When federal and state prosecutors twist the law to ignore the lack of criminal intent, they create confusion and disrespect for the law. Laws that protect us from injustice are being gutted by ignorant do-gooders.
The letter below was published in the Gwinnett Daily Post on July 18, 2003.
It is hard to respect laws that are inconsistent, arbitrary, and subject to change based on political correctness. Consider mens rea, the principle of law that says a crime must also include intent to do harm. This is a cornerstone principle from English law with an ancestry that goes back to the Magna Carta. Recent Gwinnett Daily Post articles informed us about two different sets of traffic fatalities that touch on mens rea.
The first fatality involved a civil suit brought against the Winder police department by the parents of a 14 year old girl who had taken her parent’s car for a joyride. Unfortunately the child lost control of her car during the chase and died. The Georgia Supreme Court ruled that there was no “intent to cause harm” by the Winder police and that they could not be held liable for the child’s death.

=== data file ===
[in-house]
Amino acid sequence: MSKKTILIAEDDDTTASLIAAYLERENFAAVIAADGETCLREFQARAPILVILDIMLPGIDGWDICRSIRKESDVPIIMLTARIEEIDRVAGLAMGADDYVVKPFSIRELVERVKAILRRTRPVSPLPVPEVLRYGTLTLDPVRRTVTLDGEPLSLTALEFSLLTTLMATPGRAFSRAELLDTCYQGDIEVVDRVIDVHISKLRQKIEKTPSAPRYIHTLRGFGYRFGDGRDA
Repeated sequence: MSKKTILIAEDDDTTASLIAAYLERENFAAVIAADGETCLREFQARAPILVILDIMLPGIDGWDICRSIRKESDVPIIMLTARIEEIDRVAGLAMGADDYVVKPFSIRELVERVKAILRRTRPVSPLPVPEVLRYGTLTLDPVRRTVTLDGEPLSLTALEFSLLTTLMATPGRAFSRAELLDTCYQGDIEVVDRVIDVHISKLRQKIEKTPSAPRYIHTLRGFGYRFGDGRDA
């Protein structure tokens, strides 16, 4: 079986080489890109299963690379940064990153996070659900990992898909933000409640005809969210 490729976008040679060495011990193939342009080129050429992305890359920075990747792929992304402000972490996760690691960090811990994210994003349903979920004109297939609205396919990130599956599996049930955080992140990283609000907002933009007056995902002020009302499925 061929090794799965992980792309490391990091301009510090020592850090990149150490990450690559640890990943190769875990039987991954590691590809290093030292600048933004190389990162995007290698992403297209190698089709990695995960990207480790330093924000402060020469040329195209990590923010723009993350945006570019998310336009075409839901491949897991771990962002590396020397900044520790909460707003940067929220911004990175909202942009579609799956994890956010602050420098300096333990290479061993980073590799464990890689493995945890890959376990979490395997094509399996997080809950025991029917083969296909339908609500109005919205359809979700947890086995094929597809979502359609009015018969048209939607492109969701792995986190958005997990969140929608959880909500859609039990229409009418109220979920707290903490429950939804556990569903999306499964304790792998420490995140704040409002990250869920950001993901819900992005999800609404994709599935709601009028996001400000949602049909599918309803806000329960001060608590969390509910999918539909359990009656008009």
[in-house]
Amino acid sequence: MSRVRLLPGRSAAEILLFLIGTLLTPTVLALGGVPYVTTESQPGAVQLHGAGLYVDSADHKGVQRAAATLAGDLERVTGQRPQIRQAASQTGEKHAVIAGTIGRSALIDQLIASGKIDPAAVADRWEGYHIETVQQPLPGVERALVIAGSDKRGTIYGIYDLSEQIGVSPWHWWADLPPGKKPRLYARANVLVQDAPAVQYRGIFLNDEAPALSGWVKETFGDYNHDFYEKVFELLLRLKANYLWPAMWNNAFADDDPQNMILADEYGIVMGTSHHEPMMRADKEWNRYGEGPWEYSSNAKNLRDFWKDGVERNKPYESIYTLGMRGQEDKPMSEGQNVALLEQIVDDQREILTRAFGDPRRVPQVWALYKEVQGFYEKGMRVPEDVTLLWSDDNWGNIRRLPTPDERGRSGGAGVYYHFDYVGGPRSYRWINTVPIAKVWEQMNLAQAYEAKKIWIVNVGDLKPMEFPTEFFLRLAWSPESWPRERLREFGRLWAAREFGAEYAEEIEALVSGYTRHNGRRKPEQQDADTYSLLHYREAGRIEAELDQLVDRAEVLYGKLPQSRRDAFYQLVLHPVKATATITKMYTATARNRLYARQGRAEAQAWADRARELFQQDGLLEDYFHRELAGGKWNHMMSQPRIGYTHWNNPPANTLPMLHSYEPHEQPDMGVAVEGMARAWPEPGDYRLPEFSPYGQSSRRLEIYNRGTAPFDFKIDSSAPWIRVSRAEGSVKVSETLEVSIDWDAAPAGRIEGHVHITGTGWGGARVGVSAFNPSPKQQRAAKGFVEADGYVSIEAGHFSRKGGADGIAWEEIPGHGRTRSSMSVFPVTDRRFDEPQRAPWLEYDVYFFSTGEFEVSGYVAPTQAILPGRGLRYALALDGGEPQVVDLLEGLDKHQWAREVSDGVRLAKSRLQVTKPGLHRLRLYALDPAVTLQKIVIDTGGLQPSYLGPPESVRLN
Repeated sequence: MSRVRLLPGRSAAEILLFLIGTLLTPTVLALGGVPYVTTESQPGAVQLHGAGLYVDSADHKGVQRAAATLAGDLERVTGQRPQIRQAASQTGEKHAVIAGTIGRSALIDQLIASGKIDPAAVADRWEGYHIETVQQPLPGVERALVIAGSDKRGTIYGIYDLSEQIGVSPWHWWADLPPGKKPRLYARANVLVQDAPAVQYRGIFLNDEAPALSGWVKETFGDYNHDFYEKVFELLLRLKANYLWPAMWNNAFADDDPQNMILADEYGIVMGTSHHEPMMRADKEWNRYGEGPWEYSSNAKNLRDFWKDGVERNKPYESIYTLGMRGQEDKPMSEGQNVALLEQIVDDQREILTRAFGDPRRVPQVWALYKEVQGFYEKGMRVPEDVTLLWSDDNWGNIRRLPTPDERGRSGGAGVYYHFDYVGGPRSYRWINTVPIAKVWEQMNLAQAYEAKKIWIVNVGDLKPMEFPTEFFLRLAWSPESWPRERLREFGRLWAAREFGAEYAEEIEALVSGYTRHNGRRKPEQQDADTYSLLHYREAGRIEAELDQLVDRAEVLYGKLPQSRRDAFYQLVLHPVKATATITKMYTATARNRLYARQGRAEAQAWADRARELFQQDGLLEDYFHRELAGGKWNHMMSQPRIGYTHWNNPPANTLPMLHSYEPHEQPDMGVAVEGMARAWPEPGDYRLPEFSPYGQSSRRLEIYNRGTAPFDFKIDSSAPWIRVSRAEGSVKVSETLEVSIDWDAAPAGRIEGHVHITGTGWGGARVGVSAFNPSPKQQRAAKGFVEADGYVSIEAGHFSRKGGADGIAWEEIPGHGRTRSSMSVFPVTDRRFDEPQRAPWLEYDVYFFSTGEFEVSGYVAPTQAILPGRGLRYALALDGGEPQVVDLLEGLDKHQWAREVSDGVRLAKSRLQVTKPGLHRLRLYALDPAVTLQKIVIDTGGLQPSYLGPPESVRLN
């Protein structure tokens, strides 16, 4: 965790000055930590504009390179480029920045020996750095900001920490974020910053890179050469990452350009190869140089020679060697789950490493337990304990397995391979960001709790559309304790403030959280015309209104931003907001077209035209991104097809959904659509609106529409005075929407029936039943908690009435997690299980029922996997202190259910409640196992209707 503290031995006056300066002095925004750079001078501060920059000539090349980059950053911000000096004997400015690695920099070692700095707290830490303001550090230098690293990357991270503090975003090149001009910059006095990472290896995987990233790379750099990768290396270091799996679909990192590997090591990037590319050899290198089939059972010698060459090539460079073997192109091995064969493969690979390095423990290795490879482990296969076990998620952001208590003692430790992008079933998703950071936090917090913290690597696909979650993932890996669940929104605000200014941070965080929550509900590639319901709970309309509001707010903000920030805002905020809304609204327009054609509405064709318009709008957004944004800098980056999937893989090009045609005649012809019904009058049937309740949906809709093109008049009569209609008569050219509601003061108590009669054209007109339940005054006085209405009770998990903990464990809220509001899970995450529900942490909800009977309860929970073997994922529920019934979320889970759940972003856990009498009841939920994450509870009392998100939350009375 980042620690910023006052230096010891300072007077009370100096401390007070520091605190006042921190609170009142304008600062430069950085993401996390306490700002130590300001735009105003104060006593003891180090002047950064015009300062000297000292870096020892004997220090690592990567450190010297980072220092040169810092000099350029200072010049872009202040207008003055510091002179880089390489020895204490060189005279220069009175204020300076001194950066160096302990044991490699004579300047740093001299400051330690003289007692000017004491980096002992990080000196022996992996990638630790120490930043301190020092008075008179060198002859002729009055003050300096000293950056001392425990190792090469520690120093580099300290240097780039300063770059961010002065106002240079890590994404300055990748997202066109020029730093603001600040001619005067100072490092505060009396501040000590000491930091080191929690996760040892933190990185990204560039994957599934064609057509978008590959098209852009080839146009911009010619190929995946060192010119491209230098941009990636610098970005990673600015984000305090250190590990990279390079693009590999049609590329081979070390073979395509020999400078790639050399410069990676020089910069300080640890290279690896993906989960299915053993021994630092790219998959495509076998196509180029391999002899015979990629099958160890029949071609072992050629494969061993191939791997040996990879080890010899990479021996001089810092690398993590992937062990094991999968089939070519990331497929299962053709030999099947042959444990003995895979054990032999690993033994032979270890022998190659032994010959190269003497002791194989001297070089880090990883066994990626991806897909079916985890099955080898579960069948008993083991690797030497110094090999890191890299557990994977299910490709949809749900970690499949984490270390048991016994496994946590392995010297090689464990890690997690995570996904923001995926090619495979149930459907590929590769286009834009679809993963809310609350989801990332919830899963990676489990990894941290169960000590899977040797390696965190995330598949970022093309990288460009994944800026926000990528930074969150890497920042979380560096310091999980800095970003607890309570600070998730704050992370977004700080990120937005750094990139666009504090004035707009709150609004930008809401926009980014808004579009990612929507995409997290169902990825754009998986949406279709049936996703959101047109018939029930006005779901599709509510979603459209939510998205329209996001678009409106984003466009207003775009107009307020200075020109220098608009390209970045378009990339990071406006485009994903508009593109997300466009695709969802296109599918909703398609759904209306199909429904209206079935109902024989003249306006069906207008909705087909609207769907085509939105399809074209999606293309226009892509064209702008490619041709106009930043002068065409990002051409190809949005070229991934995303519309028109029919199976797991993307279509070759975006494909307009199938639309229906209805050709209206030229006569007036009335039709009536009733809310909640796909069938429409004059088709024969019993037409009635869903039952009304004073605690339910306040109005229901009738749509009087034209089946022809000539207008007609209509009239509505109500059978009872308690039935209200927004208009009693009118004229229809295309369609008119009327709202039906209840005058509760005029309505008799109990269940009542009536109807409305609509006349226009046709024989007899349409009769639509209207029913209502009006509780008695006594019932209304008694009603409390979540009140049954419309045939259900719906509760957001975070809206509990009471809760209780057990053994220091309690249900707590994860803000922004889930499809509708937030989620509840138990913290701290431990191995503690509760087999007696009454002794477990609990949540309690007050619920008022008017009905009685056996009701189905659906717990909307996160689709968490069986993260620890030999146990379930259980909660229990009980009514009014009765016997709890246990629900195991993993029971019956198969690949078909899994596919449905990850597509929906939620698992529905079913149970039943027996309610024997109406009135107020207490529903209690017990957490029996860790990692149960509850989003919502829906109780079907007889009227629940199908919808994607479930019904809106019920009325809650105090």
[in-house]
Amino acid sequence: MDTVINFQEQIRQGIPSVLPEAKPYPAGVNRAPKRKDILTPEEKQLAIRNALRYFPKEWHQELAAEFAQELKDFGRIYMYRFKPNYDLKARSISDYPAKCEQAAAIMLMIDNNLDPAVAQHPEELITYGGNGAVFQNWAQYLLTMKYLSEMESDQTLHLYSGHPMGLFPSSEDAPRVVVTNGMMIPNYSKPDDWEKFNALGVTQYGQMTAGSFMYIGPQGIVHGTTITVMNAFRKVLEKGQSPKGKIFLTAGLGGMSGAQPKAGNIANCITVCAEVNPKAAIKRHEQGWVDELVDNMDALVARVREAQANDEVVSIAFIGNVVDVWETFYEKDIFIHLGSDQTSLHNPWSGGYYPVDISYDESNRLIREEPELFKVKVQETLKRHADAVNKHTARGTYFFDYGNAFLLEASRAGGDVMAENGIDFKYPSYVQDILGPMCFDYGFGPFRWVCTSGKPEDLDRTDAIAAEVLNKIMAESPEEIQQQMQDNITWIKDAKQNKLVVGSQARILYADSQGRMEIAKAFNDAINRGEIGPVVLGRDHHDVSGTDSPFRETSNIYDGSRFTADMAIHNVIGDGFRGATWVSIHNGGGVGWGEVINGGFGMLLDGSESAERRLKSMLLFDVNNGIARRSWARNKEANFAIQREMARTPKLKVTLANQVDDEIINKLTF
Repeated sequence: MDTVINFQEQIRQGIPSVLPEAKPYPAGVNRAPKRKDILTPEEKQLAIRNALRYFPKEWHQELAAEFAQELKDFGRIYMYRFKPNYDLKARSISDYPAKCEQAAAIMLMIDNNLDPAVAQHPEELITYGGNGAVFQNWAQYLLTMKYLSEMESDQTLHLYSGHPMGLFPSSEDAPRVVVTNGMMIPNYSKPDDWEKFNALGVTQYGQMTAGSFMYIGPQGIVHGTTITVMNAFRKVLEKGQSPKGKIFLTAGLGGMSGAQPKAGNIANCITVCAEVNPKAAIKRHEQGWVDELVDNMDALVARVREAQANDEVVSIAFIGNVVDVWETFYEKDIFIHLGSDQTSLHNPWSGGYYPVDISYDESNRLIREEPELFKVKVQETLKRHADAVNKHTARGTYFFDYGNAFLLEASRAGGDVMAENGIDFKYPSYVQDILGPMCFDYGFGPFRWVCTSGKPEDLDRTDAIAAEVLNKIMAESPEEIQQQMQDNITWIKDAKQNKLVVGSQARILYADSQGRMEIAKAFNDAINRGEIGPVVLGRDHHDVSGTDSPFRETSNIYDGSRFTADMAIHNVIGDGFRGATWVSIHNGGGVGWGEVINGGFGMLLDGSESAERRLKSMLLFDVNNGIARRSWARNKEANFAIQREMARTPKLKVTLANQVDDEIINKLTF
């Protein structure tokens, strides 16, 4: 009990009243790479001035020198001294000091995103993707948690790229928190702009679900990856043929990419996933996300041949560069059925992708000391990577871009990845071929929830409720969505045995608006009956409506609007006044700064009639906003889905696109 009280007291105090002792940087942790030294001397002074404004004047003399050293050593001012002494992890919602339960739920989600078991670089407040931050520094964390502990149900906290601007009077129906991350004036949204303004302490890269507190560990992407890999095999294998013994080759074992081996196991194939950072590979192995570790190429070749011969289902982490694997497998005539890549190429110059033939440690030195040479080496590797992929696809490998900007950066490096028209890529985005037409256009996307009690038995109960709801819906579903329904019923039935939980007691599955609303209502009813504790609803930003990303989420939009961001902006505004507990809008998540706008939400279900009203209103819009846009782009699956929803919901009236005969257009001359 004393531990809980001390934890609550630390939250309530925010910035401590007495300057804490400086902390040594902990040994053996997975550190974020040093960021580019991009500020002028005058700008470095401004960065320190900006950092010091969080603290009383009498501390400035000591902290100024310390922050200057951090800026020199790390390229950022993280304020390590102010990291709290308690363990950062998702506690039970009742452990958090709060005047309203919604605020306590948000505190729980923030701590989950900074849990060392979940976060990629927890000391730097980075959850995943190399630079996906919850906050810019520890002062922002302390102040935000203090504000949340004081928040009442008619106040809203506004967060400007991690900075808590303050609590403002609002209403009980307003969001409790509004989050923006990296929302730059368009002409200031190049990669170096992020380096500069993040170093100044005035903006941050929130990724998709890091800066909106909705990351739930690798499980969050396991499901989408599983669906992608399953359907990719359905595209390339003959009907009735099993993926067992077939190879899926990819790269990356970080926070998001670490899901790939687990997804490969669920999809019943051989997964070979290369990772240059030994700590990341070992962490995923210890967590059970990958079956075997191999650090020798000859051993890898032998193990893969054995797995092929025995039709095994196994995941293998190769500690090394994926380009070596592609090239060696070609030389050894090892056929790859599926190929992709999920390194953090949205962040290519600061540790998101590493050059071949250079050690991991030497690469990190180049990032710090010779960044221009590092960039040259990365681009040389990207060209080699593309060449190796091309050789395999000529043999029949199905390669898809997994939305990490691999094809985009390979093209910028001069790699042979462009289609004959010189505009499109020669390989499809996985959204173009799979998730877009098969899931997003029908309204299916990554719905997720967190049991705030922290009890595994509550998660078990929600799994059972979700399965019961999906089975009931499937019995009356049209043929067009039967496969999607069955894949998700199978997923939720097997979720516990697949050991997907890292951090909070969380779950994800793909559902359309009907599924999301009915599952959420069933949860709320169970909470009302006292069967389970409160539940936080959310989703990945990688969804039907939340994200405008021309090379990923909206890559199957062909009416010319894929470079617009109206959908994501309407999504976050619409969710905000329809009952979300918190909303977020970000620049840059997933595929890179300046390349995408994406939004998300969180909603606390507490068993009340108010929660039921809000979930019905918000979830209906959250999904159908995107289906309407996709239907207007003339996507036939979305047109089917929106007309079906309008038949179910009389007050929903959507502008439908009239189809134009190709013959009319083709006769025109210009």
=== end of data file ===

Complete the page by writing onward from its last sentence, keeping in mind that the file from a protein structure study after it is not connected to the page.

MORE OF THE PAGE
The second case involves two Norcross parents who are facing criminal charges for allowing their teenage daughter to drive their car during an episode of street racing where two people lost their lives. The daughter has been charged with vehicular homicide and faces 36 years in prison. The Gwinnett Daily Post article pointed out the ground breaking potential of criminal charges against the parents. Mens rea is the ground being broken.
Just like the first example involving the Winder police department; a civil suit may be appropriate against the parents, but bending and twisting the law to satisfy local political correctness is wrong. Nationally, mens rea has been under assault for years by federal and state prosecutors. Examples are the prosecution of Michael Milliken (junk bonds), the wreck of the Exxon Valdese, and now obstruction of justice by Martha Stewart. It is hard for me to accept that these acts were perpetuated with criminal intent. Civil law suits maybe, but not criminal intent.